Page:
Why a Remote Shutter is a Good Idea

Many new photographers find themselves confused about what accessories they should get for their cameras. Some of these accessories, like flashes and tripods, are more popular amongst new photographers than many others.

Today, we will see how an often ignored camera accessory, the remote shutter release, can help you in many sticky situations.

It Helps Stabilize Your Photos

Even if you use a tripod, pressing the shutter button with your finger can cause the camera to shake just enough to ruin your photo. While it is possible to put your camera on timer mode to avoid this shake, it is much easier to just use a remote shutter release for getting that tack sharp focus.

It Helps in Long Exposures

Other than allowing you to reduce camera shake, a remote shutter release will also let you take long exposure photos at night. The reason why it is considered essential for really long exposures is that it allows you to use your camera in Bulb Mode, which lets you keep the camera’s shutter open for as long as you want for those breathtaking star trails.

It Helps with HDRs

If you want to create HDR photos, then taking three sharp images of the same scene at different exposures is very important. A shutter release comes in handy in such a situation by letting you minimize camera shake.

If you would like some more information about HDR photography, head on to www.aurorahdr.com.

It Helps with Wildlife Shots

You can’t sit behind your camera all the time when photographing wildlife. Whether it is a rabbit that can easily get scared away or a lion that can literally shred you to pieces, having a remote shutter release will help you get the much-needed distance from your subject while taking their photo.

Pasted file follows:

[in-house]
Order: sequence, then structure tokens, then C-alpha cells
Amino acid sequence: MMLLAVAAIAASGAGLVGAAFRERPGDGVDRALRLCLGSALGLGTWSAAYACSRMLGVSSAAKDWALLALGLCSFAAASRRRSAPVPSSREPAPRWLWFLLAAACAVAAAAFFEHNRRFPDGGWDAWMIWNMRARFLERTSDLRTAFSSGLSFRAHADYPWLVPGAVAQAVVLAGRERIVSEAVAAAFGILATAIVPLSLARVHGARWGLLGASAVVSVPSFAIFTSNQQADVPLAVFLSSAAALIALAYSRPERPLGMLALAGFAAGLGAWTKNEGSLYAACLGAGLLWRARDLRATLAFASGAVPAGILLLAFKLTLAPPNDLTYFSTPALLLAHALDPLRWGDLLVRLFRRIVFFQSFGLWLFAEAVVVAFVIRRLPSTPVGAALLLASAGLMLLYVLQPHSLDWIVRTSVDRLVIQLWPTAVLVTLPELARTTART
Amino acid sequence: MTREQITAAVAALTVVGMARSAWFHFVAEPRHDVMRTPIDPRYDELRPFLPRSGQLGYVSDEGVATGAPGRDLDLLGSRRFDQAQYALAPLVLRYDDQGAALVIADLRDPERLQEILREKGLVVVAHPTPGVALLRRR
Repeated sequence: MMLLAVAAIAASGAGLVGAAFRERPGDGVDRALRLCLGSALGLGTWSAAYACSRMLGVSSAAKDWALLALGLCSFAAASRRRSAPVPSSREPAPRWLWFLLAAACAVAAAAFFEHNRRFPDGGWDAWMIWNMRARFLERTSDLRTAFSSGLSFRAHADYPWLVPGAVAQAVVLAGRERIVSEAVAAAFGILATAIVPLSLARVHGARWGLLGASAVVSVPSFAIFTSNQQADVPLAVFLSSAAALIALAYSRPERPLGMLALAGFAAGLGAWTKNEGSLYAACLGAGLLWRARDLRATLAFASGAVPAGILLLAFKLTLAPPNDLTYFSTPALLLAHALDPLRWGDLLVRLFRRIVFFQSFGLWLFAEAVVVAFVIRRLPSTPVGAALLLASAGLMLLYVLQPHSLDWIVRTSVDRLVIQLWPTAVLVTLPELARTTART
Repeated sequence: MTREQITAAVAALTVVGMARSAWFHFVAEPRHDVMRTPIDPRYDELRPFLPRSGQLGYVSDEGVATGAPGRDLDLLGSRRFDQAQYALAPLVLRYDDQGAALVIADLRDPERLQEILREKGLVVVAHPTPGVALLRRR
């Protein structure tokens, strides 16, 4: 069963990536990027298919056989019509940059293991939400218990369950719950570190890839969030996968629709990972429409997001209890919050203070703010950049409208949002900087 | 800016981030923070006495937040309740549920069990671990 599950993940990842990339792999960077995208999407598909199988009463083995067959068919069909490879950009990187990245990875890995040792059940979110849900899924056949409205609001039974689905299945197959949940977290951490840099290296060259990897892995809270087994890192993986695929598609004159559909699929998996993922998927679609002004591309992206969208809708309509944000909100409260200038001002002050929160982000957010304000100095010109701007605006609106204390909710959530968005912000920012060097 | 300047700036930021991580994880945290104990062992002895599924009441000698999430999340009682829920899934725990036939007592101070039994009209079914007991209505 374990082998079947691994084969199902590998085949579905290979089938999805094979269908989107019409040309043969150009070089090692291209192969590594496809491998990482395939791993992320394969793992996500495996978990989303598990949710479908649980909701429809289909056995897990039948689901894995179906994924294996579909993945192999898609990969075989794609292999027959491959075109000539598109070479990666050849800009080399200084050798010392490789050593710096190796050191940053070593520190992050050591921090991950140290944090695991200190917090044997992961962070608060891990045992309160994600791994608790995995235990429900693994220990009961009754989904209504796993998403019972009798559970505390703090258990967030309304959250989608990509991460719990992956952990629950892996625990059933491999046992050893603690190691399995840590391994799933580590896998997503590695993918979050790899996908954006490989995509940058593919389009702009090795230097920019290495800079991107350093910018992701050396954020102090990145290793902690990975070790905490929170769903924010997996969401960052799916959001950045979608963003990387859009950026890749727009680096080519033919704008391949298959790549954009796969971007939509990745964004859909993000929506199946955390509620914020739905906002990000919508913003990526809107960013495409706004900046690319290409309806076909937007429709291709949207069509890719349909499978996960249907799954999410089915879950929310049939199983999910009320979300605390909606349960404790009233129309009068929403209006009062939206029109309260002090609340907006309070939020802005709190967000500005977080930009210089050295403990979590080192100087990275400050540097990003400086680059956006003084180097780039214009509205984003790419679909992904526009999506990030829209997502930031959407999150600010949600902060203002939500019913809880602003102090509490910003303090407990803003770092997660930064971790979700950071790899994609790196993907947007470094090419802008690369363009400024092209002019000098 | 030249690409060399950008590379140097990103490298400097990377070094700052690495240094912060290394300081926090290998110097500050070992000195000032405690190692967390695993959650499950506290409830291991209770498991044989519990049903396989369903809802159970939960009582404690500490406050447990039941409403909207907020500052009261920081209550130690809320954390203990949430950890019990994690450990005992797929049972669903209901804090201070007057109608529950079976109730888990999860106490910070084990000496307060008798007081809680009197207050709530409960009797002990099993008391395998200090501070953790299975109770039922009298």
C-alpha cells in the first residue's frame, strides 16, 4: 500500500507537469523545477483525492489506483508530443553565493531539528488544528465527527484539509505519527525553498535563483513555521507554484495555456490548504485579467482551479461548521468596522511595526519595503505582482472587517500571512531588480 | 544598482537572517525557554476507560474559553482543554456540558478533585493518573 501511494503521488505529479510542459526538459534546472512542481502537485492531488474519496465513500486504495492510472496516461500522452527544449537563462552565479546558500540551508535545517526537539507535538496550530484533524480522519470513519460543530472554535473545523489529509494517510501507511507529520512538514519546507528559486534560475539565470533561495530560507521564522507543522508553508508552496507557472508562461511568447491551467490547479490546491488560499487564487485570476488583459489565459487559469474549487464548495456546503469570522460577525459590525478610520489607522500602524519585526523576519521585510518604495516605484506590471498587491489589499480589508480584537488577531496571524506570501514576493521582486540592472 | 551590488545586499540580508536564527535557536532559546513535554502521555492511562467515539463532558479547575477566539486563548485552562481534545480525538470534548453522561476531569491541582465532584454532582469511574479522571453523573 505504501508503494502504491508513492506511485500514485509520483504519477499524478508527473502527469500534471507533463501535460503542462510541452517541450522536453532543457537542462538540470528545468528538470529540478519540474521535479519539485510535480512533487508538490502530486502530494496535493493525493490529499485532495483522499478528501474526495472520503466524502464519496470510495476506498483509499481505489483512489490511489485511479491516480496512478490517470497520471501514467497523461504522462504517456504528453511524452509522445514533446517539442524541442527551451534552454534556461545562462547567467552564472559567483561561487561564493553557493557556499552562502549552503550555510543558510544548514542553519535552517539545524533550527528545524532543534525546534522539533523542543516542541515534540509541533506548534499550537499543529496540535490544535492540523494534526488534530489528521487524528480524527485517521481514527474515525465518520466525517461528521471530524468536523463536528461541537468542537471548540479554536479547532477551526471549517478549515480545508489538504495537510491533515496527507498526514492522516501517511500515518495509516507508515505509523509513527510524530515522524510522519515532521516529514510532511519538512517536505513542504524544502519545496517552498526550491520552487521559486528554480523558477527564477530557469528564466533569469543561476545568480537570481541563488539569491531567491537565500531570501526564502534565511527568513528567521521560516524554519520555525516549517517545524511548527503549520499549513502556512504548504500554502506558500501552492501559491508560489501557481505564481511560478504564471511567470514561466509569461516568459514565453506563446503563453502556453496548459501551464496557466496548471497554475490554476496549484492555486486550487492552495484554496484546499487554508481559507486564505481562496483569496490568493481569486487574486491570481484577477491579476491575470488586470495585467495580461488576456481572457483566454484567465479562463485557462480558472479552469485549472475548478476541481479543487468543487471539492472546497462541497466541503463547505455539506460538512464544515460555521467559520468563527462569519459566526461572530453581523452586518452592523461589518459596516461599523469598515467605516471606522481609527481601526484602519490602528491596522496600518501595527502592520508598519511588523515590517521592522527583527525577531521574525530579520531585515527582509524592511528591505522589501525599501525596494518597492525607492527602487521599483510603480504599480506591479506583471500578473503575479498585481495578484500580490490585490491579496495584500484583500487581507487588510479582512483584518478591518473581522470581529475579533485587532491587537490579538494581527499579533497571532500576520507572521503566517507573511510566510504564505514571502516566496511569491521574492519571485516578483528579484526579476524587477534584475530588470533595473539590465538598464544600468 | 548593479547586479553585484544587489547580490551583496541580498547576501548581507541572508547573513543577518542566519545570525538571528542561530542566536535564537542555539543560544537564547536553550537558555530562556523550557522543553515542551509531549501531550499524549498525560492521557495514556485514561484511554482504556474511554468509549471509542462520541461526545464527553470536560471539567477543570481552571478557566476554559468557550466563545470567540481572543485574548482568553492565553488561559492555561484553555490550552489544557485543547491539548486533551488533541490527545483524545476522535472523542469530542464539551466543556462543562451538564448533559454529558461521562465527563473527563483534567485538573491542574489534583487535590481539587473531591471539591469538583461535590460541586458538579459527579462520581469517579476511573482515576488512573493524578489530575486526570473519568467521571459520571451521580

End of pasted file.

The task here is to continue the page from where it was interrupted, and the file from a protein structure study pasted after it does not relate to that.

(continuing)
So if you are planning to use your new camera for anything mentioned in this short guide, be sure to invest in a good remote shutter release so you don’t have to make compromises in the field.

Should You be Shooting in RAW?

If you are even a little experienced with photography by now, you must have heard the term RAW photography. A RAW photo is basically an uncompressed image file that contains all the data captured by your camera’s sensor during a shoot. So why should you be shooting in RAW? Here are some reasons:

  • Image Quality – A RAW photo will give you the best possible image quality your camera sensor can produce. This is because there is no compression, no changed settings, no over-sharpening, and no filters applied.

 

  • More Tweak-ability – Where a JPEG image captures in 8bit, a RAW image does so in 12 or 14bit. This gives you much more control over the exposure settings of your images. You can tweak the look of your photos without sacrificing image quality, unlike JPEGs.

 

  • Control over White Balance – With a RAW file, you have the option to easily set your white balance however you want in post processing. This lifts the added stress of nailing your white balance settings in-camera every time you take a shot.

 

 

  • Non-Destructive Editing – As mentioned earlier, RAW image files have all the image data captured by your sensor. When you edit this data, you’re not doing anything to the actual image but rather telling this data how it should be saved when your export it as a TIFF or JPEG image file. This gives you heaps of control over how your image looks without affecting the actual image quality.

So if you haven’t shot in RAW before, maybe it’s time you gave it a shot. You never know how creative your mind may get once you see the amount of control you can have as to how your final photos look.